Between Pulpit and Pew: The Supernatural World in Mormon History and Folklore

By W. Paul Reeve; Michael Scott Van Wagenen | Go to book overview

3
“As Ugly as Evil” and “As Wicked as Hell”
Gadianton Robbers and the Legend Process among the Mormons1

W. Paul Reeve

ON A SPRING DAY IN 1874, carpenter Charles Pulsipher busied himself putting the finishing touches on a new home in the town of Hebron in southwestern Utah. Things were likely calm and pleasant as Pulsipher went about his work in this small Mormon ranching community, rooted in the south end of the Escalante Desert in Washington County. Suddenly William McElprang, the young man under Pulsipher’s charge, changed all that. McElprang “started in an instant run across the lot, jumped the fence and went up the mountain like a wild man.” Pulsipher sprinted after him, “but it was not in the power of mortals to catch him.” When McElprang’s strength finally failed, Pulsipher brought him back to town, but only “by faith in the Lord and the power of the priesthood.”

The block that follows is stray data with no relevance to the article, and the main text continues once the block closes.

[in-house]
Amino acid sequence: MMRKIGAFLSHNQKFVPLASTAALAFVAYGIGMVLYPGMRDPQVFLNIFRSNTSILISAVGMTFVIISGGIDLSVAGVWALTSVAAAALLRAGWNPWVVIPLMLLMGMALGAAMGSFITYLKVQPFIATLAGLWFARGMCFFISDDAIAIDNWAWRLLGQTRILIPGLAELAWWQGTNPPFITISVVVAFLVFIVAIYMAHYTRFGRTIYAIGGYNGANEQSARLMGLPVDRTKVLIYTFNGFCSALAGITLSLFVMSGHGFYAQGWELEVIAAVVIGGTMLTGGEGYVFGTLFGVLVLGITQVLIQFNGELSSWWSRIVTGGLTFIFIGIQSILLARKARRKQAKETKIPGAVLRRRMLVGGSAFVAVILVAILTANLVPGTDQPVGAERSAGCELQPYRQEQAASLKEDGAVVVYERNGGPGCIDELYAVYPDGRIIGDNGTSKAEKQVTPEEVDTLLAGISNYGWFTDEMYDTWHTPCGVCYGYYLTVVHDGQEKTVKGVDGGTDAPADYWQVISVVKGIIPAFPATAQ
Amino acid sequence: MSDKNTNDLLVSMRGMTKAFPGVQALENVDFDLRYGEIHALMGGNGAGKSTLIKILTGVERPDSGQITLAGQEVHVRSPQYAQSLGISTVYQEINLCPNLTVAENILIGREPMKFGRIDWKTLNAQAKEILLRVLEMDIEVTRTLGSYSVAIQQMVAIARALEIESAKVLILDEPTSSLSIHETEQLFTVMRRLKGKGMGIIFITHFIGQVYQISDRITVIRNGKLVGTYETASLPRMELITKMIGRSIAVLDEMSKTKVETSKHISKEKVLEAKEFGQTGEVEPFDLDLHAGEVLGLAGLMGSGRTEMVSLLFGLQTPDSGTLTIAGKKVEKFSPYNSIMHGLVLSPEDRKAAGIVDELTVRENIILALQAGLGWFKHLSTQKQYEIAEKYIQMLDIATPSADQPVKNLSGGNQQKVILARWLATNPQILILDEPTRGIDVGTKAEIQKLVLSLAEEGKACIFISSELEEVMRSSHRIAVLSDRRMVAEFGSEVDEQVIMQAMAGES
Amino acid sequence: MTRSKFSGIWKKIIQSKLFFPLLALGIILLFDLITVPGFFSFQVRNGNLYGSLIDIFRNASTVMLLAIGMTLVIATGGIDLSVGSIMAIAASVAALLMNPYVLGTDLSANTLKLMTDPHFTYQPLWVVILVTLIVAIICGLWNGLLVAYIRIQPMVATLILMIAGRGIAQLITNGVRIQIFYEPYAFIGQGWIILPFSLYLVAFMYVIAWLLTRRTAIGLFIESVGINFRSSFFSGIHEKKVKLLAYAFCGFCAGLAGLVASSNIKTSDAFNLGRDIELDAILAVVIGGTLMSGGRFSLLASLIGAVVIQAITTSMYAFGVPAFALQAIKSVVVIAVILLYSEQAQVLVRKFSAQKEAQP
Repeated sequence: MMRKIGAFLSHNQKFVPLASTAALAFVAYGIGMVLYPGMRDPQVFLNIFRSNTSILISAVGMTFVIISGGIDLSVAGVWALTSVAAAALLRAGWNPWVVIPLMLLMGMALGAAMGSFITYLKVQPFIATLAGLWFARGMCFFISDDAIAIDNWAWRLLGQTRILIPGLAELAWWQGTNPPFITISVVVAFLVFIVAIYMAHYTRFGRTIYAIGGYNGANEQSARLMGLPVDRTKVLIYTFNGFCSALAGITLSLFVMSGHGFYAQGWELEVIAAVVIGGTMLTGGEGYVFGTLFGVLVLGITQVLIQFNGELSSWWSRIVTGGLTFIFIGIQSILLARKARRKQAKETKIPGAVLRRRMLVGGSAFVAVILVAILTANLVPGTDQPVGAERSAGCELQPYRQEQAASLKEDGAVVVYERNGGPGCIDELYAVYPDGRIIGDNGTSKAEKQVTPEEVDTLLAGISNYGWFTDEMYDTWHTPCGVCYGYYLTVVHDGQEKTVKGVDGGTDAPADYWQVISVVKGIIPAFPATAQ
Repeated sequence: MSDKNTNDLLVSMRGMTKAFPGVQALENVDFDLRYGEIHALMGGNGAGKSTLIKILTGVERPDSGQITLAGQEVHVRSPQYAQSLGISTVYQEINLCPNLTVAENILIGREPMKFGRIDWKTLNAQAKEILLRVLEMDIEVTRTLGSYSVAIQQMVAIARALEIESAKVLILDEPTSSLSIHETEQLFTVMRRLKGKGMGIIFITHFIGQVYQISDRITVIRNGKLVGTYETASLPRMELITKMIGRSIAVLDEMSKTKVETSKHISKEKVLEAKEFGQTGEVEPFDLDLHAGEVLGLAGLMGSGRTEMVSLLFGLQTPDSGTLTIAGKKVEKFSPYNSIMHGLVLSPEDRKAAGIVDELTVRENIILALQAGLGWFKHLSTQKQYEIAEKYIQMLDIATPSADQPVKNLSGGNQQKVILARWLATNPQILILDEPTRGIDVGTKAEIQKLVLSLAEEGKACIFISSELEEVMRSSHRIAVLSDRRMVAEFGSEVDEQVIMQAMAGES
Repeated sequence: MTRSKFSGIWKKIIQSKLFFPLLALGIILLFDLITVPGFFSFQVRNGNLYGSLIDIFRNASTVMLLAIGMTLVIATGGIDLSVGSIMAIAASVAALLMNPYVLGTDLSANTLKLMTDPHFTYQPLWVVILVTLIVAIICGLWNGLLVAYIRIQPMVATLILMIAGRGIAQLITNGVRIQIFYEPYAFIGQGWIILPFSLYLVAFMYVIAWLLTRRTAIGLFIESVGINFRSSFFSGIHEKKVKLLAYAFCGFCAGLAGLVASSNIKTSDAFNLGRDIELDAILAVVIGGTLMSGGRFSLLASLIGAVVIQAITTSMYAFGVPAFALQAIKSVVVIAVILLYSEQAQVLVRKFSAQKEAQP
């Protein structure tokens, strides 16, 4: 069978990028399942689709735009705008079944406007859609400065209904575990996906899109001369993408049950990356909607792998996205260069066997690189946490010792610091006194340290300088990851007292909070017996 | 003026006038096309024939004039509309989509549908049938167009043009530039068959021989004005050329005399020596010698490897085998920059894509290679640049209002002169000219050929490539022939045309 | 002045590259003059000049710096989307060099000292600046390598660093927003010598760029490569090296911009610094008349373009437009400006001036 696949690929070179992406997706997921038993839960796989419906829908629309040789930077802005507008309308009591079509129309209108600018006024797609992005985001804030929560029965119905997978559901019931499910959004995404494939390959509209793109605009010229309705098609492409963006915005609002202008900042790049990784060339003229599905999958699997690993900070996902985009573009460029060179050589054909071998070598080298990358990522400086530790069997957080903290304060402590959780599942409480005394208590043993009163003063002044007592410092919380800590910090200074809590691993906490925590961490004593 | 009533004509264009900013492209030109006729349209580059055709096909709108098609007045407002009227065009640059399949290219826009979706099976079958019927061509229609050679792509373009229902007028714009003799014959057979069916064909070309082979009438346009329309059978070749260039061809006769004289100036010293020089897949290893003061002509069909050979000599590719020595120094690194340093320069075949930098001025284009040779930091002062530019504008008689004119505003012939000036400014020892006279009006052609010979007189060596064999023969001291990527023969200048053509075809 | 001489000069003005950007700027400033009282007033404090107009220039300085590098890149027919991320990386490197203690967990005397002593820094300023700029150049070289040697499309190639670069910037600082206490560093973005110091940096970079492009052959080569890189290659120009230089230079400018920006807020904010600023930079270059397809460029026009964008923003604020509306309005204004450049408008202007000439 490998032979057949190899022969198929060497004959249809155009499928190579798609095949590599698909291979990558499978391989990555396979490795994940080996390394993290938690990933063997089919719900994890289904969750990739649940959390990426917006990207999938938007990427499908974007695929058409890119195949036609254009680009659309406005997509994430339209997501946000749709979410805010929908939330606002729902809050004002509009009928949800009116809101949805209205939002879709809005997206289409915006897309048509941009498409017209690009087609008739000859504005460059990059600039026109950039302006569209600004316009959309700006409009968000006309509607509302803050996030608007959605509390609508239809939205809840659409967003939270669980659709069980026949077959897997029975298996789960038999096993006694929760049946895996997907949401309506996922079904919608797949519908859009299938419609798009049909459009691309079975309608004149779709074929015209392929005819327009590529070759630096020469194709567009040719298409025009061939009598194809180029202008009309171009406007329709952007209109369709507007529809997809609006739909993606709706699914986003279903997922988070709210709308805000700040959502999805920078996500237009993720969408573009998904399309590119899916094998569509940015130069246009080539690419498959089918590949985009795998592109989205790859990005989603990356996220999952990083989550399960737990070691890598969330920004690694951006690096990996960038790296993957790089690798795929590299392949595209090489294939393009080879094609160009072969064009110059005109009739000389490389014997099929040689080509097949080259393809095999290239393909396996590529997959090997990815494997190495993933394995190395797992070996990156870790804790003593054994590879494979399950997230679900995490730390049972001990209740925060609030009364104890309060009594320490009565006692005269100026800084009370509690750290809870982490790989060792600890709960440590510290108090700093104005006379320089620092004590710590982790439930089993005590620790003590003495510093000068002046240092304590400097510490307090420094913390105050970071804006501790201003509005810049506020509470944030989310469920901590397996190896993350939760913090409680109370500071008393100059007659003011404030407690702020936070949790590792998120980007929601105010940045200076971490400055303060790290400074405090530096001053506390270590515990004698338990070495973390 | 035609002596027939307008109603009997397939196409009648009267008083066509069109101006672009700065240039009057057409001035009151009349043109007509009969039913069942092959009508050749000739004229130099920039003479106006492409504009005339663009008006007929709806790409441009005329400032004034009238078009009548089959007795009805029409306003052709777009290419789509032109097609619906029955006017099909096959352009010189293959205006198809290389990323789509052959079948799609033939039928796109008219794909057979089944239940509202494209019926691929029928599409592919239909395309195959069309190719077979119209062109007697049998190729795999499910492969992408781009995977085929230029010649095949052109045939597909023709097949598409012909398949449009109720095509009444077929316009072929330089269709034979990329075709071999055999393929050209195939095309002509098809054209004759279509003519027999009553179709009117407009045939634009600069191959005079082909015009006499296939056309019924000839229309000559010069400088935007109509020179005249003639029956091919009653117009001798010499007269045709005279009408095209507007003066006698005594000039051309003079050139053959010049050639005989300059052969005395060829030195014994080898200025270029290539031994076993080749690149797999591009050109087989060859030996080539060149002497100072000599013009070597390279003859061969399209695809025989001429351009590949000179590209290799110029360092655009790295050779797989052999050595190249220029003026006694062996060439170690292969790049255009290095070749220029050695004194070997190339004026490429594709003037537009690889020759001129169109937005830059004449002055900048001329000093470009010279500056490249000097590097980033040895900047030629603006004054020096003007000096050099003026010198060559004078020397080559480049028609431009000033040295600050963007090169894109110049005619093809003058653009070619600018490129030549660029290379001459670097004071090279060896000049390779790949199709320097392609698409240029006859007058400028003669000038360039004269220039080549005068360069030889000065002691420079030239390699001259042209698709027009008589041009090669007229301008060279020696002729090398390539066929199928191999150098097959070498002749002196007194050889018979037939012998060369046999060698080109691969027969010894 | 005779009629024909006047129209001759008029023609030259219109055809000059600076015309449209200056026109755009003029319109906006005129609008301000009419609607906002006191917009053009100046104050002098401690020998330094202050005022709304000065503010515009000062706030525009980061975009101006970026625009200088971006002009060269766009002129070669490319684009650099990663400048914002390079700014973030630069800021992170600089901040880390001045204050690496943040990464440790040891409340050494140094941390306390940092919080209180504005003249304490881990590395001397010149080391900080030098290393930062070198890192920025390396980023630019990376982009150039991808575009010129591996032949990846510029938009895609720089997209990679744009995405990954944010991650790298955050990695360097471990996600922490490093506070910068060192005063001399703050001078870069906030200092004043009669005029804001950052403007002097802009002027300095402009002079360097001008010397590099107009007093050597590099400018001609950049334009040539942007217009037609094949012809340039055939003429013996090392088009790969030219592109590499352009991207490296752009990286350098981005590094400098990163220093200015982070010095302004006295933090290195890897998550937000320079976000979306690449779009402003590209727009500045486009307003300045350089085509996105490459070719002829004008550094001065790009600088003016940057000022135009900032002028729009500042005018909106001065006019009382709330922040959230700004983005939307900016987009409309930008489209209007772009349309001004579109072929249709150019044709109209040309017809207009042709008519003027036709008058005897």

Apparently McElprang had been afflicted by “evil spirits” for about two weeks. When these demons overpowered him, they caused “terrible pain most of the time” and occasionally “tried to run him wild into the mountains.” John Pulsipher, Charles’s brother, stood guard over the young man one night and described the principal spirit that possessed him as “a very stubborn dumb sort of a fellow.” However, on this particular night, “a very raving noisy spirit got possession of

1 A version of this essay was originally published in the Journal of Mormon History 27 (Autumn 2001): 125–49.

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